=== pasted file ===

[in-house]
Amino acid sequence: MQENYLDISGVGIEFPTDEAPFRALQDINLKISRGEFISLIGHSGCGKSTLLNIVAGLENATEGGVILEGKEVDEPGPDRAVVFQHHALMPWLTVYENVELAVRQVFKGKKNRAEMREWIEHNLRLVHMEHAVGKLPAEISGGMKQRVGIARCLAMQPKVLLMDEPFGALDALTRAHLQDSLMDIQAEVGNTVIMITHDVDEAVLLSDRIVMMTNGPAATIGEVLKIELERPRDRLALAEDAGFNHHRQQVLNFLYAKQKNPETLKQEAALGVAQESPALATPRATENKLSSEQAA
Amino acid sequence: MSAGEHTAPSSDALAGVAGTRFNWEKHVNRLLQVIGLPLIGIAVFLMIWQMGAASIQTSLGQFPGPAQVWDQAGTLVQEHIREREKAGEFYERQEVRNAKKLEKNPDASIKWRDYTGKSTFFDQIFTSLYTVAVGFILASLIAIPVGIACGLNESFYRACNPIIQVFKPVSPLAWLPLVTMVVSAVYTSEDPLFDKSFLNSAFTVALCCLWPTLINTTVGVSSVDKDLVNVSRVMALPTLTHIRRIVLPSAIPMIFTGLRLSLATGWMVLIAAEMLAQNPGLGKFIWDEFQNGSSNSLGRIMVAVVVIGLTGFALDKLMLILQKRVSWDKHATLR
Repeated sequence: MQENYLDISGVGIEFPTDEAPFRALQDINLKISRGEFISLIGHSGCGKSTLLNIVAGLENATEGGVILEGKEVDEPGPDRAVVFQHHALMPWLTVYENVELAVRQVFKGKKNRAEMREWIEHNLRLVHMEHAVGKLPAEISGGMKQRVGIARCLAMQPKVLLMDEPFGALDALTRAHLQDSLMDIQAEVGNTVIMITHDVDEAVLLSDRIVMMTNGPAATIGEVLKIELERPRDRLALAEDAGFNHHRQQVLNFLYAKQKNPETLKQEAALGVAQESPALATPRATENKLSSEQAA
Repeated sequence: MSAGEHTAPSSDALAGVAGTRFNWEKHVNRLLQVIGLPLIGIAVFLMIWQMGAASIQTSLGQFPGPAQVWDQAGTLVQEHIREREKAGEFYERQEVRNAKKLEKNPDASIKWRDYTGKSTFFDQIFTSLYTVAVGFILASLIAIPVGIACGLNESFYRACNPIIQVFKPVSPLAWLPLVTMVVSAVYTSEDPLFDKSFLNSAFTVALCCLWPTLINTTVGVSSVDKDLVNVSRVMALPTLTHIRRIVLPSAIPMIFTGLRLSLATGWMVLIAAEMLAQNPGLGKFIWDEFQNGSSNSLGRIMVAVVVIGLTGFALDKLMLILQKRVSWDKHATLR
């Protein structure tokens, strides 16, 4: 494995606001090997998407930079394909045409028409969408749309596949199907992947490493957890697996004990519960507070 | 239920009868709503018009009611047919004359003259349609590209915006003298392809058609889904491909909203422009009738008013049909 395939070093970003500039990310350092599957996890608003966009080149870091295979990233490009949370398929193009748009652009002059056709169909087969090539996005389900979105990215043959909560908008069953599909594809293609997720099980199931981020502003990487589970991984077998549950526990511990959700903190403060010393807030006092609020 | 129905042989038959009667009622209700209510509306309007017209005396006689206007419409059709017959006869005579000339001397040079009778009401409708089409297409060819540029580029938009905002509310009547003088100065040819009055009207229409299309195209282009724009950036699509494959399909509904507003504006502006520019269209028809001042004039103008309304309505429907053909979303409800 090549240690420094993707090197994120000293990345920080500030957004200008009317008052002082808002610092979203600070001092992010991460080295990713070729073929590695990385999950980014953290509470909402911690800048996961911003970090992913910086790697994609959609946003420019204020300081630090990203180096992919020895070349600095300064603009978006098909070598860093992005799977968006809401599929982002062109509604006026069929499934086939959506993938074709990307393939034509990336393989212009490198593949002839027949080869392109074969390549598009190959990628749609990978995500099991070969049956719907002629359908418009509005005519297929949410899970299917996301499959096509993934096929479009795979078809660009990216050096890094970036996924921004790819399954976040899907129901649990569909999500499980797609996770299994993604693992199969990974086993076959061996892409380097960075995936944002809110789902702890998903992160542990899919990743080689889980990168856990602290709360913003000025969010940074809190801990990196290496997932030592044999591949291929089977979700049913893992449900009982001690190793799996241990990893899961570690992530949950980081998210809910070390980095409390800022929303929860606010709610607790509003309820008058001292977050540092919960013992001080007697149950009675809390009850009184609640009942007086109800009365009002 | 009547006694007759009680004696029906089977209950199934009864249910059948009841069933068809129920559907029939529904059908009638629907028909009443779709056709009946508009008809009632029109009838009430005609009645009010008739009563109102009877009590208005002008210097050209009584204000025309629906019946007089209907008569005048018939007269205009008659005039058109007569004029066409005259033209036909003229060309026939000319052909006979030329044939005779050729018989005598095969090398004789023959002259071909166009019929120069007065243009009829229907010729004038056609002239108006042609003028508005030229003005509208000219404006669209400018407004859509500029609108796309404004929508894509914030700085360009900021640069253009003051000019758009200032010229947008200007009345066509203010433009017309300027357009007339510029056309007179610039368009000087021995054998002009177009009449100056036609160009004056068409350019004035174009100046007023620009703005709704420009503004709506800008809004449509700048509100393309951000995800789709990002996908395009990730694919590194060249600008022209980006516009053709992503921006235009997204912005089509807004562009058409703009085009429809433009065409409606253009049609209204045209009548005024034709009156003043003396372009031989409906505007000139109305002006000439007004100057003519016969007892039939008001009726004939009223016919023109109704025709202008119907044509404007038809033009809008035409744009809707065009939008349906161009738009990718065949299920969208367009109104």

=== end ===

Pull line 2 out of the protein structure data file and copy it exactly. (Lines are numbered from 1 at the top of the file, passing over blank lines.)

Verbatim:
Amino acid sequence: MQENYLDISGVGIEFPTDEAPFRALQDINLKISRGEFISLIGHSGCGKSTLLNIVAGLENATEGGVILEGKEVDEPGPDRAVVFQHHALMPWLTVYENVELAVRQVFKGKKNRAEMREWIEHNLRLVHMEHAVGKLPAEISGGMKQRVGIARCLAMQPKVLLMDEPFGALDALTRAHLQDSLMDIQAEVGNTVIMITHDVDEAVLLSDRIVMMTNGPAATIGEVLKIELERPRDRLALAEDAGFNHHRQQVLNFLYAKQKNPETLKQEAALGVAQESPALATPRATENKLSSEQAA